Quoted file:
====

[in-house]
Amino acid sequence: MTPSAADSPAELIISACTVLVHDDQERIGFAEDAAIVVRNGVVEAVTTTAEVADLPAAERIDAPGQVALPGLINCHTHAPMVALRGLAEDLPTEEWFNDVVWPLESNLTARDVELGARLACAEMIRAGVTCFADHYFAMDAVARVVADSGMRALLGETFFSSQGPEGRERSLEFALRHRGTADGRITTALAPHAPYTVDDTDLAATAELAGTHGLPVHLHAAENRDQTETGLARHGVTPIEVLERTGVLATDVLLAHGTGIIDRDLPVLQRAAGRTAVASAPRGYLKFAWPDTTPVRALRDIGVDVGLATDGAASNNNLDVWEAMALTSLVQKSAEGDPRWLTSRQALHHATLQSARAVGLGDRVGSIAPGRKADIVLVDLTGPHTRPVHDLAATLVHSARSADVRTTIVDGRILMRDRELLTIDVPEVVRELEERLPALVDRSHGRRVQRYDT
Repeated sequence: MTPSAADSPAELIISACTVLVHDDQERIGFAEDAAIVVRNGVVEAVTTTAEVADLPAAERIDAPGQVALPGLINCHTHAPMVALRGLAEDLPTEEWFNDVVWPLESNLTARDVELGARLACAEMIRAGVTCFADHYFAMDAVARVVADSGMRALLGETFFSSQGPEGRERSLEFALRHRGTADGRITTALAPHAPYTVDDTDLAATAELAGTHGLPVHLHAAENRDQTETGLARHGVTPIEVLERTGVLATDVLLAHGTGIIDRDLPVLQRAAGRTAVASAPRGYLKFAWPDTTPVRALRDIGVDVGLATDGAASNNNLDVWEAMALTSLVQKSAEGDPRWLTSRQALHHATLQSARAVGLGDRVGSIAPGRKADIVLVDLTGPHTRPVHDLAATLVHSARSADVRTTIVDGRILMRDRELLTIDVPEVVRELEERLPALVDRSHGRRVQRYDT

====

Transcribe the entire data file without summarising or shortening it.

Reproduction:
[in-house]
Amino acid sequence: MTPSAADSPAELIISACTVLVHDDQERIGFAEDAAIVVRNGVVEAVTTTAEVADLPAAERIDAPGQVALPGLINCHTHAPMVALRGLAEDLPTEEWFNDVVWPLESNLTARDVELGARLACAEMIRAGVTCFADHYFAMDAVARVVADSGMRALLGETFFSSQGPEGRERSLEFALRHRGTADGRITTALAPHAPYTVDDTDLAATAELAGTHGLPVHLHAAENRDQTETGLARHGVTPIEVLERTGVLATDVLLAHGTGIIDRDLPVLQRAAGRTAVASAPRGYLKFAWPDTTPVRALRDIGVDVGLATDGAASNNNLDVWEAMALTSLVQKSAEGDPRWLTSRQALHHATLQSARAVGLGDRVGSIAPGRKADIVLVDLTGPHTRPVHDLAATLVHSARSADVRTTIVDGRILMRDRELLTIDVPEVVRELEERLPALVDRSHGRRVQRYDT
Repeated sequence: MTPSAADSPAELIISACTVLVHDDQERIGFAEDAAIVVRNGVVEAVTTTAEVADLPAAERIDAPGQVALPGLINCHTHAPMVALRGLAEDLPTEEWFNDVVWPLESNLTARDVELGARLACAEMIRAGVTCFADHYFAMDAVARVVADSGMRALLGETFFSSQGPEGRERSLEFALRHRGTADGRITTALAPHAPYTVDDTDLAATAELAGTHGLPVHLHAAENRDQTETGLARHGVTPIEVLERTGVLATDVLLAHGTGIIDRDLPVLQRAAGRTAVASAPRGYLKFAWPDTTPVRALRDIGVDVGLATDGAASNNNLDVWEAMALTSLVQKSAEGDPRWLTSRQALHHATLQSARAVGLGDRVGSIAPGRKADIVLVDLTGPHTRPVHDLAATLVHSARSADVRTTIVDGRILMRDRELLTIDVPEVVRELEERLPALVDRSHGRRVQRYDT